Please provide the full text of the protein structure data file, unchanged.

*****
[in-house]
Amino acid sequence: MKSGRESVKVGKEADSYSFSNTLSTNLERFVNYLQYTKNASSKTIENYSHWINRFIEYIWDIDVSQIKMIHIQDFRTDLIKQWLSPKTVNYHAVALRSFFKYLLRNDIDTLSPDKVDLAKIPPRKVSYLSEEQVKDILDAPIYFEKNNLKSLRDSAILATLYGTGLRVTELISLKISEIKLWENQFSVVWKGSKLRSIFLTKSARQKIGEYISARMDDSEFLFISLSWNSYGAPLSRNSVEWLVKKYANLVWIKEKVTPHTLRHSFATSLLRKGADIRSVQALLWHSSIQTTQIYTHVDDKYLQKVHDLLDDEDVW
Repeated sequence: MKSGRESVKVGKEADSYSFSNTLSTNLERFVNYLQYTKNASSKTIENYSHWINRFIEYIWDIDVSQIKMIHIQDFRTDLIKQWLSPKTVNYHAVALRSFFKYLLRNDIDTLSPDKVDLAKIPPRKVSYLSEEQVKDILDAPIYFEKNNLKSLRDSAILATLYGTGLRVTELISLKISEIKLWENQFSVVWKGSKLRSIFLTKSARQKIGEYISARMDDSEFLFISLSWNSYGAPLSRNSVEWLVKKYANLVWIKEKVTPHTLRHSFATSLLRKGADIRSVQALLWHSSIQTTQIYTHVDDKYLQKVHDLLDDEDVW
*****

[in-house]
Amino acid sequence: MKSGRESVKVGKEADSYSFSNTLSTNLERFVNYLQYTKNASSKTIENYSHWINRFIEYIWDIDVSQIKMIHIQDFRTDLIKQWLSPKTVNYHAVALRSFFKYLLRNDIDTLSPDKVDLAKIPPRKVSYLSEEQVKDILDAPIYFEKNNLKSLRDSAILATLYGTGLRVTELISLKISEIKLWENQFSVVWKGSKLRSIFLTKSARQKIGEYISARMDDSEFLFISLSWNSYGAPLSRNSVEWLVKKYANLVWIKEKVTPHTLRHSFATSLLRKGADIRSVQALLWHSSIQTTQIYTHVDDKYLQKVHDLLDDEDVW
Repeated sequence: MKSGRESVKVGKEADSYSFSNTLSTNLERFVNYLQYTKNASSKTIENYSHWINRFIEYIWDIDVSQIKMIHIQDFRTDLIKQWLSPKTVNYHAVALRSFFKYLLRNDIDTLSPDKVDLAKIPPRKVSYLSEEQVKDILDAPIYFEKNNLKSLRDSAILATLYGTGLRVTELISLKISEIKLWENQFSVVWKGSKLRSIFLTKSARQKIGEYISARMDDSEFLFISLSWNSYGAPLSRNSVEWLVKKYANLVWIKEKVTPHTLRHSFATSLLRKGADIRSVQALLWHSSIQTTQIYTHVDDKYLQKVHDLLDDEDVW